Polaroid finds CRM’s a snap

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Polaroid Corp., the struggling maker of photographic products, is getting a much-needed boost from a new Internet-based platform that lets its Polaroid ID Group track how promptly—and successfully—its independent resellers pursue leads supplied to them.

In the first 90 days after the platform’s implementation, the unit saw its revenue conversion rate increase by 15%, resulting in a 20% revenue increase. The figures are especially encouraging, considering the grim times the Cambridge, Mass.-based company is going through because of a slowdown in its mainstay instant imaging business. Polaroid, which is currently renegotiating heavy debt obligations with its bankers, recently announced it would lay off 2,000 workers, or 25% of its work force.

Polaroid ID, one of Polaroid’s biggest b-to-b divisions, develops corporate identification card systems for clients, including The New York Stock Exchange. It sells only through 35 independent resellers in the U.S.

Sharing knowledge

Sales leads, derived from responses to direct marketing campaigns, interactive marketing sites, magazine ads and trade shows, are passed on to resellers through the Web-based platform.

The platform, developed by MarketSoft Corp., integrates corporate information from Dun & Bradstreet Co. to help resellers better understand the leads they’ve been given.

The MarketSoft platform, called DemandMore Leads, also gives Polaroid ID’s marketers information they can use to develop targeted direct marketing and advertising campaigns.

Polaroid ID’s initiative is notable for the amount of emphasis on a backwater of the CRM process—monitoring how well salespeople are cultivating the most valuable of potential b-to-b customers, those who have expressed an interest in buying.

Before rolling out a pilot version of the platform a year ago and implementing it in full in March, Polaroid ID had no accurate way of tracking direct marketing and other leads.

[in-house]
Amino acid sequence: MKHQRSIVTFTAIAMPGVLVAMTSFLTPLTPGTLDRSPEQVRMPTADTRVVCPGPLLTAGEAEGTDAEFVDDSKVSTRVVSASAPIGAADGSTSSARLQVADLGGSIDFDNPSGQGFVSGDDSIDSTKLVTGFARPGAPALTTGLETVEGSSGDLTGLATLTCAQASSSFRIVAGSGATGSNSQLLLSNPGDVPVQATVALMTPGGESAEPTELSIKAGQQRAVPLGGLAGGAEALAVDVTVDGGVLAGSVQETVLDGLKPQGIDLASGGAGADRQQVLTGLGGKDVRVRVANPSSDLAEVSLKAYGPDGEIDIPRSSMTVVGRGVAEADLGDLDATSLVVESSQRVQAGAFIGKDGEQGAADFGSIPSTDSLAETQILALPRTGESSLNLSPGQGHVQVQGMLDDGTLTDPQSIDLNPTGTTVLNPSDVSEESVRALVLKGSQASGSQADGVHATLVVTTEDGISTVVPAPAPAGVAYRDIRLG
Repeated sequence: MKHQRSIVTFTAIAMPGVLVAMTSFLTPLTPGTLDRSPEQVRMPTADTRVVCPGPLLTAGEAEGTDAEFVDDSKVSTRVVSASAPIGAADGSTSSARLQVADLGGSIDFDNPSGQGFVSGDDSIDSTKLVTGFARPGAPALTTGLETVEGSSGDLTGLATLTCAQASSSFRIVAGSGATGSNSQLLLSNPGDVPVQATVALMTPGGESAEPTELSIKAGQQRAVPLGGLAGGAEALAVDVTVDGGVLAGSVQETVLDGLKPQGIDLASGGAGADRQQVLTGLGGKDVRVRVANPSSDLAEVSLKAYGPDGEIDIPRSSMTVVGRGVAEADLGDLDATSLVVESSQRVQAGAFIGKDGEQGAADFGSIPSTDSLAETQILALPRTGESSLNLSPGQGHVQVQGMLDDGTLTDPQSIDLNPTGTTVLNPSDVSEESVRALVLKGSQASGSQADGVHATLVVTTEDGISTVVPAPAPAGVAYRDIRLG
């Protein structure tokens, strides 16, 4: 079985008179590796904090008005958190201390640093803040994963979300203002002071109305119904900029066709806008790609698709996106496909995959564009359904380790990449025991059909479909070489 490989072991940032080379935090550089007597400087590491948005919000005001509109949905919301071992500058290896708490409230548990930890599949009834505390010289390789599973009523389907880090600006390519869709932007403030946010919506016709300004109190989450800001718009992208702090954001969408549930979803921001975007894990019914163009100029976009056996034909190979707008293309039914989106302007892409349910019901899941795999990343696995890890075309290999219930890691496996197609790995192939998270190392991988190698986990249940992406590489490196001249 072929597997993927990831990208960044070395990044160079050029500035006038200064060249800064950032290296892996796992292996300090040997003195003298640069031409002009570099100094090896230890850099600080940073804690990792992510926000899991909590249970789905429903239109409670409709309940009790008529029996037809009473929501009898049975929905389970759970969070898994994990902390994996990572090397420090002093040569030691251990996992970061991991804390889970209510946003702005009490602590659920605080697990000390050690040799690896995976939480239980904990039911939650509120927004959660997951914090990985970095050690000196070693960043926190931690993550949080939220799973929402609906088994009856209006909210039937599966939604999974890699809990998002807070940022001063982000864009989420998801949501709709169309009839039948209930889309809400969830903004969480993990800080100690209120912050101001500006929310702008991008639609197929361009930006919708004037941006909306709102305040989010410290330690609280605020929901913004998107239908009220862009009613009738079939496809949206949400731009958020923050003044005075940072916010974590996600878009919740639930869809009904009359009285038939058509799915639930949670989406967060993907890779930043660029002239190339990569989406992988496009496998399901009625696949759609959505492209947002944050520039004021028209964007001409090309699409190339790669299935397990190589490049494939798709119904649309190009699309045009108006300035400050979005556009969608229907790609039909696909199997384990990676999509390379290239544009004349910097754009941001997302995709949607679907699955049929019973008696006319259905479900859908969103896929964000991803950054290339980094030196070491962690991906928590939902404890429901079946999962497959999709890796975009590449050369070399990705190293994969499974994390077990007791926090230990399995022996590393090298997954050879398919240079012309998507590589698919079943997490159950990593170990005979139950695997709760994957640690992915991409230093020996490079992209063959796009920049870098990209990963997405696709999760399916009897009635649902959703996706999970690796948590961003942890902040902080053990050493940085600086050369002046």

Respondents to the company’s direct marketing campaigns and trade show marketing efforts were passed on to independent resellers, and kept track of by Polaroid ID on an Excel spreadsheet. Automation and transparency were practically nonexistent.

"We did 16,500 leads in year 2000," said Bob Carne, national sales manager-commercial ID. "We were literally tracking this with an Excel spreadsheet. It was time-intensive, labor-intensive and inefficient."

Worse yet, Polaroid ID had scant information to use when planning direct marketing and advertising campaigns. "We weren’t getting any of the data marketing needs," Carne said.

Polaroid ID’s initiative is shrewd for its emphasis on something that eludes some CRM executives—arranging a workable technological link between marketing and sales, said Rich Clayton, VP-product marketing at Responsys Inc., a Palo Alto, Calif.-based CRM platform developer and consultancy.

Indeed, Polaroid ID’s old system for passing along leads was dated and often ineffective. "Half the time, the business card never got to a reseller, but ended up in someone’s folder," said Mike Kozub, chief marketing officer at Lexington, Mass.-based MarketSoft.

The DemandMore Leads platform relies on automation—and a healthy dose of marketing oversight by Polaroid—to help leads turn into sales.

Polaroid ID’s marketers pass along leads over the Web-based platform to the most appropriate reseller, based on factors such as geography and business sector. If resellers don’t acknowledge that they’ve followed up on a lead within 48 hours, it is automatically sent on to another reseller.

Thirty days later, the system notifies resellers to send Polaroid ID another update stating whether they’ve succeeded in making the sale or whether Polaroid ID should forget about the prospect altogether. "A lot of leads are tire kickers, and we need to know this," Carne said.

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